OPED: Donald Trump plays the bully card

Tribune News Service

Republican presidential candidate Donald Trump and Hall of Fame basketball coach Bob Knight have been touring the fine state of Indiana this week, a veritable Dream Team for men with fragile egos and anger management issues.

Republican presidential candidate Donald Trump gestures as if driving a car as he speaks about illegal immigrants driving across the boarder during a rally at Sumter Country Civic Center in Sumter, S.C., Wednesday, Feb. 17, 2016. (AP Photo/Andrew Harnik)

The bromance between the insult-hurler and the chair-tosser has grown so strong that Trump, while discussing opponent Ted Cruz's odd decision to announce Carly Fiorina as his running mate, said of Knight: "Look, if I had my choice between Carly and the coach, I'd take the coach every single time. That I can tell you."

There it is, folks. A classic case of Donald Trump playing the bully card.

For those of you unfamiliar with Knight, his success as a college basketball coach is eclipsed only by his boorish behavior as a human being. He was known for profane outbursts, chair abuse, occasional player choking and one incident of throwing a potted plant at an Indiana University secretary, all of which led to his firing in 2000.

His supporters, who are legion and blindly loyal, say he's a man's man who knows how to win. Everyone else sees him for what he is: a bully.

So it's no surprise that Trump, who turns any pulpit into a bully pulpit, has drawn Knight into his orbit.

It's the bully card, plain and simple. If Trump — with a campaign predicated on name-calling and exclusion — wasn't a bully, I don't think he'd get 5 percent of the vote.

Some will say, "Hey, that's bullyist." It's not bullyist, it's true. It's just a very, very true statement. If he was a non-bully, he'd get 5 percent.

So, naturally, every chance Trump gets he's going to play the bully card, and that's why he's now campaigning with Knight. It's a way of saying, "Hey, look at me, I'm a bully and I'm up here with another big bully, so you should vote for men and I'll stand up for bully's rights."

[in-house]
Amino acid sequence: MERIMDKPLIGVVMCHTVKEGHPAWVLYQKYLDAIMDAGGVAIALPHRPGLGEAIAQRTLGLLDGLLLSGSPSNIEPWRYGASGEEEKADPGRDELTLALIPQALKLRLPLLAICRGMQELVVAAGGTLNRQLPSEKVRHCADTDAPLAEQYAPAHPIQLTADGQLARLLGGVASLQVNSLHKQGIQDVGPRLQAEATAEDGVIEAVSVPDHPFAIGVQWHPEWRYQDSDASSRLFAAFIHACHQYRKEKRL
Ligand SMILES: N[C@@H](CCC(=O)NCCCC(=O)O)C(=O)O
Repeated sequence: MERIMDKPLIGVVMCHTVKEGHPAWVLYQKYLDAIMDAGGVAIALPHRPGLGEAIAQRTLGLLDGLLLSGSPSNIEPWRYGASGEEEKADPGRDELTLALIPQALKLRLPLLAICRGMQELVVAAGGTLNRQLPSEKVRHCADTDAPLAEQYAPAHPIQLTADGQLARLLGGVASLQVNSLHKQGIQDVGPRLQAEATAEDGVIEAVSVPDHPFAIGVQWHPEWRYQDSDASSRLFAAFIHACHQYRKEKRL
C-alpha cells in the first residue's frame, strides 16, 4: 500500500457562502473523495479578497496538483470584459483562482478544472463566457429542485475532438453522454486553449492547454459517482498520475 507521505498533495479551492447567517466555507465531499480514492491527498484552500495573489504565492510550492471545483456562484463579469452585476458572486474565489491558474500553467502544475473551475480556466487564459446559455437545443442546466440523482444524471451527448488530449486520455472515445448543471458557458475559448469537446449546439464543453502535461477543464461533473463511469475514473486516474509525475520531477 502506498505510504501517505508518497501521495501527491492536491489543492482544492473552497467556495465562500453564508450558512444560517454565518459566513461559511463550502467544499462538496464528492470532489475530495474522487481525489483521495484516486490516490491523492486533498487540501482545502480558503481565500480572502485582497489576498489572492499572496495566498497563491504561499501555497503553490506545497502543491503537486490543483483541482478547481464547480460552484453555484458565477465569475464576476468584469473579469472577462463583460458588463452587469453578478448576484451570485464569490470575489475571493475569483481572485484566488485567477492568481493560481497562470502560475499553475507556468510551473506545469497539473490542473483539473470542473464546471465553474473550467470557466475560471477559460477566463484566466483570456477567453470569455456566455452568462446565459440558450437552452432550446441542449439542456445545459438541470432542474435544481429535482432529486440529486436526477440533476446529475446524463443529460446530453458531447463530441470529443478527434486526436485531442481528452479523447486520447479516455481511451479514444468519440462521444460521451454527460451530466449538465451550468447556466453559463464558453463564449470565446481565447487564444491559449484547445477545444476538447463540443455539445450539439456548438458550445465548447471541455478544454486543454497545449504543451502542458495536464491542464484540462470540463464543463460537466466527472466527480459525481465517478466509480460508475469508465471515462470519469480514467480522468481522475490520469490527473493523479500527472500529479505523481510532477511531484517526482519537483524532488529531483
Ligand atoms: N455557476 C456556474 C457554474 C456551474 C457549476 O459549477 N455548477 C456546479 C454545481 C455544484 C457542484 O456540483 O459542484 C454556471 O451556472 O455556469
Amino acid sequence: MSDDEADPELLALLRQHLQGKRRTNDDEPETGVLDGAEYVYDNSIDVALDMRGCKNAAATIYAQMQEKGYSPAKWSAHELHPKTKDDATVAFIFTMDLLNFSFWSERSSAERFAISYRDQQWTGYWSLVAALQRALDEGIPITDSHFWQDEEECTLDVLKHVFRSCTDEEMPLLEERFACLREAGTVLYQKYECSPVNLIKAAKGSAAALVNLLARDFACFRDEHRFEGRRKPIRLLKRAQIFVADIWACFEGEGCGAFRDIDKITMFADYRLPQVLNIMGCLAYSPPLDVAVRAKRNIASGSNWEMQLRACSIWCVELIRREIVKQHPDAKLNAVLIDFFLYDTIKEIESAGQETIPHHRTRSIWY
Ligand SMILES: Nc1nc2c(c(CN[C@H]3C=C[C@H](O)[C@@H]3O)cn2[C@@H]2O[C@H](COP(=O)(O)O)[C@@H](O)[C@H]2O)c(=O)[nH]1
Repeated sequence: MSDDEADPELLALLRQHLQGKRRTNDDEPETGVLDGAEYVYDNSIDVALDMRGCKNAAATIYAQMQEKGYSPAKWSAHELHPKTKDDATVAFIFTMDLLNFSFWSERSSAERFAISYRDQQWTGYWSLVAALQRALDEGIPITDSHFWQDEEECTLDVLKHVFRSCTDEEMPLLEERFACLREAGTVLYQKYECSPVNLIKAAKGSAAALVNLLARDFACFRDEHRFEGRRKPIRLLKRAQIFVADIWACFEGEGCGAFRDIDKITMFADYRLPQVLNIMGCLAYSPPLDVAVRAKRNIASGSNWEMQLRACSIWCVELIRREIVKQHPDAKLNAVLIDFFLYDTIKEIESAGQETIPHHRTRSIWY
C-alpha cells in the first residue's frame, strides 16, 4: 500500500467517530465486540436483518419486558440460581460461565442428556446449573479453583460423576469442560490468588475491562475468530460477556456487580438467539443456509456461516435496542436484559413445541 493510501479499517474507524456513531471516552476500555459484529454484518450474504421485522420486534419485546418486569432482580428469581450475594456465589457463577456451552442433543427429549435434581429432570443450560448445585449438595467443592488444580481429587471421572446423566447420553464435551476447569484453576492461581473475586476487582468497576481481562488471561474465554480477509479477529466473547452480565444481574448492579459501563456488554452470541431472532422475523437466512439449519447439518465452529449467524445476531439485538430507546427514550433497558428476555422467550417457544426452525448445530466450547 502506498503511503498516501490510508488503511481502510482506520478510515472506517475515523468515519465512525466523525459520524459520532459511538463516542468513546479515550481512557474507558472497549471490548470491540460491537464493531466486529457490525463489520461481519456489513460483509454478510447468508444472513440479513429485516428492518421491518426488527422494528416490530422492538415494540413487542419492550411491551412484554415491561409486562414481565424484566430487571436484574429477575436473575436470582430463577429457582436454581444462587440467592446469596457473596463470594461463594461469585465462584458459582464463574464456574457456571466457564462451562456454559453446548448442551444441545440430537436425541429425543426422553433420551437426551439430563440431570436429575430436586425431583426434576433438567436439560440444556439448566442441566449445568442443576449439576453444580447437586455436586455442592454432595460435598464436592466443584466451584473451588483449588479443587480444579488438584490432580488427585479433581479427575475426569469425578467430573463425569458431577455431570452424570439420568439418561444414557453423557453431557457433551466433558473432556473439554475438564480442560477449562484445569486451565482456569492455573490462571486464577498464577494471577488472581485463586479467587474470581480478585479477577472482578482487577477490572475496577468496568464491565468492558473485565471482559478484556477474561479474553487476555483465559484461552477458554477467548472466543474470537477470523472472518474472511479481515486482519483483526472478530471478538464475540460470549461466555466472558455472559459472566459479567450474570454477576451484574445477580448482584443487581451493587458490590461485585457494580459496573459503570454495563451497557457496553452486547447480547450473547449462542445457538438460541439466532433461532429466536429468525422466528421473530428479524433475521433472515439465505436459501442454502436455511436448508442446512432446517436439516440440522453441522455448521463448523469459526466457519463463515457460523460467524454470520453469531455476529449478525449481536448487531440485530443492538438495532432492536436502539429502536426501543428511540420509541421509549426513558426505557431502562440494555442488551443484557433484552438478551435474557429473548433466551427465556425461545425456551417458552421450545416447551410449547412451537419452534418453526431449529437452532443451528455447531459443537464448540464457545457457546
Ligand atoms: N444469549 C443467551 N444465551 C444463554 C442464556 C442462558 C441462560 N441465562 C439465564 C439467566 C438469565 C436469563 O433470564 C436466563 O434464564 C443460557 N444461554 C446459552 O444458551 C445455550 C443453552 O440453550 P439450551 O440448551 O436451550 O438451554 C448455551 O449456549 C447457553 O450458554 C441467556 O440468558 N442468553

He's pandering to all the voters out there who want to see a bully break the horse's ass ceiling and become president.

Here's what an editorial in the Indianapolis Star said about Trump in advance of next week's Indiana primary vote: "He has sounded off with appalling comments about women and others. He's appealed to voters' worst instincts by trying to pit racial and ethnic groups against one another. He's responded when challenged with reasonable questions from political opponents and from journalists with insults and diatribes that fall far outside the bounds of decent political discourse."

The lamestream media is just helping him lock in the bully vote with an endorsement like that. Every chair-thrower in the state will support Trump, not because he's a good candidate but because he's a politically incorrect oaf. (Bullies are known to vote with their anger.)

Speaking with Trump at a campaign rally, Knight said Hoosiers who vote for Trump "will be having our government take its first step toward what all of us want America to be like."

With the Knight and Trump sharing a stage like the bully Wonder Twins, I assume that means an America that's a red-faced, hollering, nuke-dropping, Muslim-deporting, women-insulting, good-ol'-days-that-never-were paradise.

You take the bully out of Trump and you're left with a bunch of nonsensical policy ideas and some bad hair.

Oh, and did I mention the shouting? So shrill.

But I suppose if I point that out I'll be labeled bullyist. There's just no fighting back against the bully card.

— Rex Huppke is a Chicago Tribune columnist.